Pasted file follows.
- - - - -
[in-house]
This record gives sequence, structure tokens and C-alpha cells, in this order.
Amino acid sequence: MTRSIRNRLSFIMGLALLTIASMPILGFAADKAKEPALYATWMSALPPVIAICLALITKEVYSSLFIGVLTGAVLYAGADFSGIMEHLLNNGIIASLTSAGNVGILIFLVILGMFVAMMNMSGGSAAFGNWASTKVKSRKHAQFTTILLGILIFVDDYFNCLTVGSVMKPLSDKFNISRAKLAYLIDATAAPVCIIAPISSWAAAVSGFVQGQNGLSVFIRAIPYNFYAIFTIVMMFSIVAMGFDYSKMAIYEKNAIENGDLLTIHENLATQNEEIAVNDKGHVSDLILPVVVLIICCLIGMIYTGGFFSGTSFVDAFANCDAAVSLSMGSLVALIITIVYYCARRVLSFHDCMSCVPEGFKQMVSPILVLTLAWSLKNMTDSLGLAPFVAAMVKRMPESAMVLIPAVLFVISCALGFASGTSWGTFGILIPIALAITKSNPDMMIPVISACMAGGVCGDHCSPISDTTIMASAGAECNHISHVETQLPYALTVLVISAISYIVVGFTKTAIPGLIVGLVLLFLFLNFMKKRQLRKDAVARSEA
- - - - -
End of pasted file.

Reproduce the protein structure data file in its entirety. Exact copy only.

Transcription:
[in-house]
This record gives sequence, structure tokens and C-alpha cells, in this order.
Amino acid sequence: MTRSIRNRLSFIMGLALLTIASMPILGFAADKAKEPALYATWMSALPPVIAICLALITKEVYSSLFIGVLTGAVLYAGADFSGIMEHLLNNGIIASLTSAGNVGILIFLVILGMFVAMMNMSGGSAAFGNWASTKVKSRKHAQFTTILLGILIFVDDYFNCLTVGSVMKPLSDKFNISRAKLAYLIDATAAPVCIIAPISSWAAAVSGFVQGQNGLSVFIRAIPYNFYAIFTIVMMFSIVAMGFDYSKMAIYEKNAIENGDLLTIHENLATQNEEIAVNDKGHVSDLILPVVVLIICCLIGMIYTGGFFSGTSFVDAFANCDAAVSLSMGSLVALIITIVYYCARRVLSFHDCMSCVPEGFKQMVSPILVLTLAWSLKNMTDSLGLAPFVAAMVKRMPESAMVLIPAVLFVISCALGFASGTSWGTFGILIPIALAITKSNPDMMIPVISACMAGGVCGDHCSPISDTTIMASAGAECNHISHVETQLPYALTVLVISAISYIVVGFTKTAIPGLIVGLVLLFLFLNFMKKRQLRKDAVARSEA